Conceptually, there are 2 feeding strategies for avoiding over-conditioning, which can be problematic for gravid dairy heifers that have reduced dietary energy density requirements relative to younger animals: (1) diluting the ad libitum-fed diet with low-energy forages; or (2) offering a diet of greater nutrient density but intentionally restricting the DM available for consumption (limit-feeding). Our objectives for this study were to evaluate the effects of feedbunk restriction and feed push-up frequency on the growth performance of gravid Holstein dairy heifers. A total of 128 Holstein heifers (434 ± 46.7 kg) were enrolled in the trial. Heifers were blocked by weight, and assigned to 1 of 16 identical research pens (4 pens/weight block; 8 heifers/pen), where the mean initial body weight (BW; ± SD) for the 4 blocks were 491 ± 19.0, 450 ± 16.5, 419 ± 10.6, 374 ± 23.0 kg. Within each block, a 2 × 2 factorial arrangement of treatments was assigned; treatments consisted of feedbunk access [full (FUL) or restricted (RES] and feed push-up frequency [1.5- or 3.0-h intervals]. The RES treatment was applied by covering 2 of the 8 head-locking feed gates in assigned pens with plywood partitions, thereby creating a feedbunk-stocking rate of 133%. A total mixed ration diet composed of alfalfa haylage (60.5%), corn silage (38.0%), and mineral (1.5%) was offered once daily for 91 d; daily feed allotments (overall mean = 9.11 kg dry matter (DM)/d) were generally consumed entirely within 9 h of feeding. Nutrient intakes were not affected by push-up frequency or the interaction of main effects, but all intakes were affected by feedbunk access, except for DM and neutral detergent fiber expressed as a percentage of BW (overall means = 1.93 and 0.80%, respectively). In each case, intakes for FUL were greater than those observed for RES; for DM intake, this amounted to a difference of 0.20 kg/d between those main-effect treatments. After 91 d, heifers without feedbunk restriction exhibited greater final BW, but total gain and average daily gain differed only numerically between FUL and RES. Under the conditions of this trial, heifers were blocked by weight, such that BW were relatively uniform within each pen, and head-locking feed gates were used, which also provided some protection from adjacent aggressive heifers. These results suggest heifers can exhibit acceptable growth performance on high-forage diets in a limit-feeding program that includes moderate feedbunk restriction provided other forms of stress are minimized.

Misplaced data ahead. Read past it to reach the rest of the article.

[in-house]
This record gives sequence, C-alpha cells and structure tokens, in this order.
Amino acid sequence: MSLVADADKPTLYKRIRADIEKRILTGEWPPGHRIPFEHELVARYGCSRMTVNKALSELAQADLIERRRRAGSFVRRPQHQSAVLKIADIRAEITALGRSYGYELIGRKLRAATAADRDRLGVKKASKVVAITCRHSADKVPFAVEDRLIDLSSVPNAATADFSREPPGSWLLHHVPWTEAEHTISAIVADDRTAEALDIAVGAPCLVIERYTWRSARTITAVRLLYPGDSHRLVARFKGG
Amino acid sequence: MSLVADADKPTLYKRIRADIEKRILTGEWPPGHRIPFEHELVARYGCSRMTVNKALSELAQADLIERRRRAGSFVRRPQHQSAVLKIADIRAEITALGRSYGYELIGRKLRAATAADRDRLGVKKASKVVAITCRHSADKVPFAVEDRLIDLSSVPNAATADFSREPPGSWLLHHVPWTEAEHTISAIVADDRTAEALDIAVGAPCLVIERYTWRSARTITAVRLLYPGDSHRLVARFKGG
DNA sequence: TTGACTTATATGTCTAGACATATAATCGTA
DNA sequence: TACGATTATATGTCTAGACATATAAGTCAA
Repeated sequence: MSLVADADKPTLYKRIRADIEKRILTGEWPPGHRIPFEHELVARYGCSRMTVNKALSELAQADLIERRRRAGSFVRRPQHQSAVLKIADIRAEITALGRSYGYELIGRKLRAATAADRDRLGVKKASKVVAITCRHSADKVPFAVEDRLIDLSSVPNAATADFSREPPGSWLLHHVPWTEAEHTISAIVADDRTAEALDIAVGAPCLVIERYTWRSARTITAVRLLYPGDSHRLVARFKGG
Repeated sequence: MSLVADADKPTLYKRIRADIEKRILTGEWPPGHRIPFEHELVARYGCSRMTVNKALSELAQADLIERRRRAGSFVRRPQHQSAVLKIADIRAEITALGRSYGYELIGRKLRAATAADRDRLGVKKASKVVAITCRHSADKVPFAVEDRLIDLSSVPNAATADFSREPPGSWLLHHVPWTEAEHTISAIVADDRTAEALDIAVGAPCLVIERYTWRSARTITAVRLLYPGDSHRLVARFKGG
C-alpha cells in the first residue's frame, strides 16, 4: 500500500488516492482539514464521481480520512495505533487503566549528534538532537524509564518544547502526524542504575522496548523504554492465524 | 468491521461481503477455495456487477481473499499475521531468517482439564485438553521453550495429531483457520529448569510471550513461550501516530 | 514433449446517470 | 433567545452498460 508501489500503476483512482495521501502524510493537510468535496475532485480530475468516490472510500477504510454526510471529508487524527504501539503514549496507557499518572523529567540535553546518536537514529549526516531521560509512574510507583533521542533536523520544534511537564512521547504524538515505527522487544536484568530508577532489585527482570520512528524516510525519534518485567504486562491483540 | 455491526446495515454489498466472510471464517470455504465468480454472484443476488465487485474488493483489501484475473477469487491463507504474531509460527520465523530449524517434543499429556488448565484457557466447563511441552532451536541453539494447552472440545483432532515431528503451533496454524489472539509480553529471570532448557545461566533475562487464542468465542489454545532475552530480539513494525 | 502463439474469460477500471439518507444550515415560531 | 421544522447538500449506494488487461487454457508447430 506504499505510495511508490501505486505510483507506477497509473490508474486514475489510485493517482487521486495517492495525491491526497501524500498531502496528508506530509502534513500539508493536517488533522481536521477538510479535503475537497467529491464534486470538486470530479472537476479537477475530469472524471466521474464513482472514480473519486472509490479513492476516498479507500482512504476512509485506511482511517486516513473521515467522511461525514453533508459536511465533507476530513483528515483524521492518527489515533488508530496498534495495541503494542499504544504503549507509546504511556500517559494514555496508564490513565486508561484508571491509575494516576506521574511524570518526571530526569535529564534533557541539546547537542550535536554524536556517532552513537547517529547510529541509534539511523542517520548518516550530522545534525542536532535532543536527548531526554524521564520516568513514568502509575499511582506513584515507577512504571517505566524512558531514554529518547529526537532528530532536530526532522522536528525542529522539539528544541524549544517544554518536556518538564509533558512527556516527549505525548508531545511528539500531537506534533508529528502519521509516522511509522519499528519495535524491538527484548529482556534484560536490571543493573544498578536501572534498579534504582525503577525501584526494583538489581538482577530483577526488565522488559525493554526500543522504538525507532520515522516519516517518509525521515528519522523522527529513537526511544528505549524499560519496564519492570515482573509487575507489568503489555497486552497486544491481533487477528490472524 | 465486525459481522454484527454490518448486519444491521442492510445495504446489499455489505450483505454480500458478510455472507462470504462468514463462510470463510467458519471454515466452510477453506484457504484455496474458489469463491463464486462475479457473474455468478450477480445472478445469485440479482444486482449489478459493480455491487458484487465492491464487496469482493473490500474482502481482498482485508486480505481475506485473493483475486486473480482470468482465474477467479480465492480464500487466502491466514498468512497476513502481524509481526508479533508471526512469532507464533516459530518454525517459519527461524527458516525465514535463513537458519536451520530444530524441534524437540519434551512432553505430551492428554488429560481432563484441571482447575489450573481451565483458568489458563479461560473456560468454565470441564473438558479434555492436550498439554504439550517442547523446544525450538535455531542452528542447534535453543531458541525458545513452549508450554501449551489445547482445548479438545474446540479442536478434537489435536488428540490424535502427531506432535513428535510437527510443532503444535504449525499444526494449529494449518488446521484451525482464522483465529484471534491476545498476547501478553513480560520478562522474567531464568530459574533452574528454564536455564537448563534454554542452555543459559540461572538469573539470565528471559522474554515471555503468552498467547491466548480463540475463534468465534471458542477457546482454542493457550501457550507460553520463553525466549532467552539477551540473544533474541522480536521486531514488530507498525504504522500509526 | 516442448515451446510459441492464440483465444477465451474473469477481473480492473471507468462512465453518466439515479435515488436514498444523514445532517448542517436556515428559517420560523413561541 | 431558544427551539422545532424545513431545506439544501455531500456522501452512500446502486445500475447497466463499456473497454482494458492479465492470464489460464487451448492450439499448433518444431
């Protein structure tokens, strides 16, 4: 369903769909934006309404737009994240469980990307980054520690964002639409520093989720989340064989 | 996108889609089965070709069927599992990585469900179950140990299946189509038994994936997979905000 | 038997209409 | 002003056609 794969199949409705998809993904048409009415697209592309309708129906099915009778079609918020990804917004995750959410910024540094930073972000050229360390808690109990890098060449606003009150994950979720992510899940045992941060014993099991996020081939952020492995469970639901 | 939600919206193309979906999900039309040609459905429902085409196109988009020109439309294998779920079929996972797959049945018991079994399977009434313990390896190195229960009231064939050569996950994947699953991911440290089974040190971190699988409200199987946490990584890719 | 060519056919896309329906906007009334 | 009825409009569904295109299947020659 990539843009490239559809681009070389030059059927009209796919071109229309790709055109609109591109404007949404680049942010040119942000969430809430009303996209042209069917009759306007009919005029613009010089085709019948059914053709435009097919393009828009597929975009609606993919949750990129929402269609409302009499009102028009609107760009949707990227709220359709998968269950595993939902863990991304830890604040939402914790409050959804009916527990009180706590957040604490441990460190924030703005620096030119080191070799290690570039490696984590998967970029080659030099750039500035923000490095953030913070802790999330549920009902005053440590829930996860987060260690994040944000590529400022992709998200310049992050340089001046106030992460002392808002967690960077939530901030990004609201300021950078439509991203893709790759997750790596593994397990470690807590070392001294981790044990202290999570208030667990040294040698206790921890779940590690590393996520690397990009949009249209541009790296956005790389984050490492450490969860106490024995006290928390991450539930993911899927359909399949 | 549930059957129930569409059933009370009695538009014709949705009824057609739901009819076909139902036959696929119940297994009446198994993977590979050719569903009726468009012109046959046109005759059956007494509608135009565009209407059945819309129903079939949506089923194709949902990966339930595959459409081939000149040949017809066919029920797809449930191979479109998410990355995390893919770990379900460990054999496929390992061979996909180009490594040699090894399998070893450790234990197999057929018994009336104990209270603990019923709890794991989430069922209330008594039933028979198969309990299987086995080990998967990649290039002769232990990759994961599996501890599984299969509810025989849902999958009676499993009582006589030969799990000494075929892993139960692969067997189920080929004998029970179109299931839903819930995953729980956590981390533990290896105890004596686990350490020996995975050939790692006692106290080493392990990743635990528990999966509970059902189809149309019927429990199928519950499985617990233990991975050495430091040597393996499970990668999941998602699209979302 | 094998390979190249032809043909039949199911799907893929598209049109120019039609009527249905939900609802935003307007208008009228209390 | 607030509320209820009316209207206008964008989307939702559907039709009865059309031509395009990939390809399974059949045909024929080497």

Keywords: feedbunk access gravid heifers limit-feeding push-up frequency